Friday, 4 January 2013

Why do we put up with celebrity creeps on television and radio?

Bruno Tonioli
I finally succumbed to Strictly Come Dancing during the last series. I’ve managed to avoid it for years, but I watched one whole episode from beginning to end – and I was so impressed by the dancing of Olympic silver medallist Louis Smith (eventual winner) and Denise van Outen (eventual runner-up) that I was hooked.

But it had to be viewed on time delay in order to fast-forward through contributions from Bruno Tonioli, one of the judges, whose screamingly camp con brio routine – which seem to require him leaping up out of his seat, bellowing unfunny comments in a very loud voice, and gesticulating theatrically at every opportunity – make him the most slappable man on our TV screens at the moment (just ahead of “comedians” Alan Carr and Marcus Brigstocke).

Tonioli has one of those big, foreign, dial-turned-up-to-eleven personalities which tend to leave me wondering where I left my horse-whip. His humour is of the semaphoric pantomime variety which, I suspect, has people laughing out of sympathy and embarrassment rather than genuine mirth. It’s humour for the humourless. He must have genuine fans (I was astonished to learn that he performs a similar judgmental function on an American television programme – Dancing With Assholes, or somesuch), but one imagines his fan-base consists mainly of middle-aged women saddled with dull partners, who dream of holiday romances with waiters named Giuseppe or Abdul, or, failing that, a night on the town with Tonioli and his desperate, "effervescent" personality. Mind you, one suspects that after an hour in his company, they’d be looking for a horse-whip too.

(My wife – I'm relieved to report – can’t stand him either: she’s the one who fast-forwards whenever he appears on the screen. I may not be the most exciting husband on earth, but neither am I the dullest.)

Last year’s Savile revelations highlighted a particularly perplexing phenomenon: we actually don’t like many of the “personalities” who have infested our TV screens and radio sets over the past fifty years. In fact, we loathe quite a few of them. Which begs the question, why do media executives keep foisting them on us?

Here’s a partial list of media celebrities who, I suspect, the vast majority of us can’t stand (at least, I’ve never met anyone who doesn’t work in broadcasting who has a good word to say for them): Piers Morgan, Jonathan Ross, Jeremy Beadle, Jeffrey Archer, Dave Lee Travis, Chris Evans, Chris Moyles, Gyles Brandreth, Robert Kilroy-Silk, John McCrirrick, Russell Harty, Jonathan King (even before the paedophilia conviction), Janet Street-Porter, Vanessa Feltz, Tess Daly, Vernon Kay, Noel Edmonds, Ted Rogers, Sharon Osbourne, Kelly Osbourne, Frankie Dettori, Willy Carson… and do you remember Simon Dee?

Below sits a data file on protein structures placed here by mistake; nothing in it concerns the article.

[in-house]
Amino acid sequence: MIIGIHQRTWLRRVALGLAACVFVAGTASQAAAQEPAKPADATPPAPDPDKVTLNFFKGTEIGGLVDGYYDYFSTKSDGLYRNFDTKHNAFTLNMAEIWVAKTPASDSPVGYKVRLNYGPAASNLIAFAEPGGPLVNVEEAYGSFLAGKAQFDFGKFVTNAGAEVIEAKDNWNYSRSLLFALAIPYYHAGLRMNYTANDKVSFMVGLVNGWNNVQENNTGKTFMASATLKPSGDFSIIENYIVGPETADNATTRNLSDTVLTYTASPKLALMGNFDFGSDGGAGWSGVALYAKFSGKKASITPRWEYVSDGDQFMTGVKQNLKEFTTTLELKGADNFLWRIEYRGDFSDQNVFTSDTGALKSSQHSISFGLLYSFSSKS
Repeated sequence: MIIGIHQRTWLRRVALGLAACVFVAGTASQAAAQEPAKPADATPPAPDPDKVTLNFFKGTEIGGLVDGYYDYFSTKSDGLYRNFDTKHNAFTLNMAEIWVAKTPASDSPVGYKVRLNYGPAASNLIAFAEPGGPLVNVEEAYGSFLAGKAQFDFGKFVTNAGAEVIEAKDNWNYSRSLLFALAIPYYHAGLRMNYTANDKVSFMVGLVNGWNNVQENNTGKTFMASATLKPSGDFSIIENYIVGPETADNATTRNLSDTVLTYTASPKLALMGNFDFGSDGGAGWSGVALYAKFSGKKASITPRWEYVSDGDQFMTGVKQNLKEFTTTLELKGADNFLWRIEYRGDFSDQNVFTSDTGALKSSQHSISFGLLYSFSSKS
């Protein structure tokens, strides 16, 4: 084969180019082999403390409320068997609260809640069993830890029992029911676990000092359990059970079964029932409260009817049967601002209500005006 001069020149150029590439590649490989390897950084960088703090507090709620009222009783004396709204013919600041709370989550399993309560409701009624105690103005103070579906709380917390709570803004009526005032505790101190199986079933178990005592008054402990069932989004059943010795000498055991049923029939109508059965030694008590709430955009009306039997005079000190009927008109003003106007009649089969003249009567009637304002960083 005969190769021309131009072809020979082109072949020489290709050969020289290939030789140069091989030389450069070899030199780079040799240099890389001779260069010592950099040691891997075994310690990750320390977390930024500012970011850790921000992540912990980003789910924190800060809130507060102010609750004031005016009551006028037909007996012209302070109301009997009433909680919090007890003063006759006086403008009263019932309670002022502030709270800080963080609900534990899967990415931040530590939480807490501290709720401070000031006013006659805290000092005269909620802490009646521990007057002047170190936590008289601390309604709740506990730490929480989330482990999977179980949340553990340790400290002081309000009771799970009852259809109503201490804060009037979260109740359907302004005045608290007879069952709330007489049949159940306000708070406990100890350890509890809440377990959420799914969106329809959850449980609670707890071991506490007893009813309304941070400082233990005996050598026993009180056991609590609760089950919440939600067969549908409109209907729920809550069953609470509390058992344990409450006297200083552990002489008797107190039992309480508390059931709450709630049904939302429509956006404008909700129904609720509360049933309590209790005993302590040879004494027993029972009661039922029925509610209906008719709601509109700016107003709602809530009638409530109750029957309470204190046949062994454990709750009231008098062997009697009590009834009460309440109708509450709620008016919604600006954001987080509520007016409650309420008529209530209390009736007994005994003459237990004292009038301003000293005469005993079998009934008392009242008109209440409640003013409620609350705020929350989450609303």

If you’re lucky, you won’t have heard of many of these people. I wish I hadn’t.

But if the audience wasn’t willing to put up with them, they wouldn’t keep appearing on our screens, would they? What’s going on here?

Maybe it has something to do with the power of the remote control. If we were confronted by people like these at a drinks party, say, we’d start panicking and wondering how we could get as far away from them as possible as swiftly as possible. But, with a remote control in our hands, we know we can instantly escape at the press of a button: even though we may very well despise and loathe the figure on our screen, we control them, not the other way round.

Or maybe it's because they remind us that most of the people we have to deal with in real life are - compared to these embarrassing wretches - rather genuine and jolly nice.

Or perhaps being able to loathe TV personalities helps us put up with the few genuinely annoying people we meet: we've already got the anger out of our system.
Hughie Green

It could explain why we roll about laughing at Steve Coogan's brilliant comic creation, the pathetic, obnoxious TV presenter Alan Partridge.

It might also explain why we put up with Hughie Green – possibly the most horrible TV personality of them all - for decades on end.


  1. Now that you have bravely come out of the terpsichorean closet [who would have thought?]let me emphasize that there is no shame attached. The great American character actor Joe Don Baker played a CIA operative in a very good BBC series called "Edge of Darkness" in the 70s and never missed an episode of "Come Dancing". If someone who can portray Buford Pusser says it is OK then you are on safe ground.

    Your list is excellent. Did you consider Davina McColl or Tony Robinson or Sue [Redacted.Ed.]?

  2. I hop you never saw the remake of Walking Tall starring The Rock - sheesh!

    Possibly my favourite Joe Don Baker role was as the pipe-smoking hit-man, Molly, in Don Siegel's "Charley Varrick". When some prostitutes try to engage him in badinage, he replies: "I didn't travel six hundred miles for the amusement of morons. Is that clear, ladies?" He also utters the memorable line (which I can't complete for hate-crime reasons): "I allow very few men to speak to me in that tone. Few caucasians. And no..." (I'll leave you to fill in the dots.)

    As for the three figures you propose adding to the list (presuming you mean Sue Perkins) - yes, yes and yes again!